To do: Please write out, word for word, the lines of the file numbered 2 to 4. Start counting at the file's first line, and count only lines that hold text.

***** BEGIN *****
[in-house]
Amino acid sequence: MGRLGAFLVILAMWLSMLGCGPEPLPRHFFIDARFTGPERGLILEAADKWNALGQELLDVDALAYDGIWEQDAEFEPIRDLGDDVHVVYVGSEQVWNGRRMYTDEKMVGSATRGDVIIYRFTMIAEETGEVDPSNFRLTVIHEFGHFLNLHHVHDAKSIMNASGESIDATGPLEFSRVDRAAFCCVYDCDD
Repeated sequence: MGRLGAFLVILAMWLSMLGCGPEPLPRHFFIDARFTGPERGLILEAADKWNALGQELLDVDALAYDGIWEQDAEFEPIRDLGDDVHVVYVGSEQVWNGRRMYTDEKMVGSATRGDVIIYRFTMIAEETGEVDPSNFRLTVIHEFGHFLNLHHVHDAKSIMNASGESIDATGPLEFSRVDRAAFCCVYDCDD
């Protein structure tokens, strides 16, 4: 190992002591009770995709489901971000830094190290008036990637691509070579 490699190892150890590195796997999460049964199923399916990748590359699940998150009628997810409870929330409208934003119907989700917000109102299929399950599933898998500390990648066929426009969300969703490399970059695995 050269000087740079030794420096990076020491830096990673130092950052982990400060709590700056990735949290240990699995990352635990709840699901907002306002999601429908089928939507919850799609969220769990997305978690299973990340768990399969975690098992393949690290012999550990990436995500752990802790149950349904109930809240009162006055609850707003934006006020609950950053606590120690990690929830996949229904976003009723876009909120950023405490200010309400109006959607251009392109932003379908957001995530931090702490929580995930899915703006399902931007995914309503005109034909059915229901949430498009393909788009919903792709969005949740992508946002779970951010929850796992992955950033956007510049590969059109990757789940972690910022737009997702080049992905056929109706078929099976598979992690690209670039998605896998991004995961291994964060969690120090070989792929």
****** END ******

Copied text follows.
Amino acid sequence: MGRLGAFLVILAMWLSMLGCGPEPLPRHFFIDARFTGPERGLILEAADKWNALGQELLDVDALAYDGIWEQDAEFEPIRDLGDDVHVVYVGSEQVWNGRRMYTDEKMVGSATRGDVIIYRFTMIAEETGEVDPSNFRLTVIHEFGHFLNLHHVHDAKSIMNASGESIDATGPLEFSRVDRAAFCCVYDCDD
Repeated sequence: MGRLGAFLVILAMWLSMLGCGPEPLPRHFFIDARFTGPERGLILEAADKWNALGQELLDVDALAYDGIWEQDAEFEPIRDLGDDVHVVYVGSEQVWNGRRMYTDEKMVGSATRGDVIIYRFTMIAEETGEVDPSNFRLTVIHEFGHFLNLHHVHDAKSIMNASGESIDATGPLEFSRVDRAAFCCVYDCDD
């Protein structure tokens, strides 16, 4: 190992002591009770995709489901971000830094190290008036990637691509070579 490699190892150890590195796997999460049964199923399916990748590359699940998150009628997810409870929330409208934003119907989700917000109102299929399950599933898998500390990648066929426009969300969703490399970059695995 050269000087740079030794420096990076020491830096990673130092950052982990400060709590700056990735949290240990699995990352635990709840699901907002306002999601429908089928939507919850799609969220769990997305978690299973990340768990399969975690098992393949690290012999550990990436995500752990802790149950349904109930809240009162006055609850707003934006006020609950950053606590120690990690929830996949229904976003009723876009909120950023405490200010309400109006959607251009392109932003379908957001995530931090702490929580995930899915703006399902931007995914309503005109034909059915229901949430498009393909788009919903792709969005949740992508946002779970951010929850796992992955950033956007510049590969059109990757789940972690910022737009997702080049992905056929109706078929099976598979992690690209670039998605896998991004995961291994964060969690120090070989792929």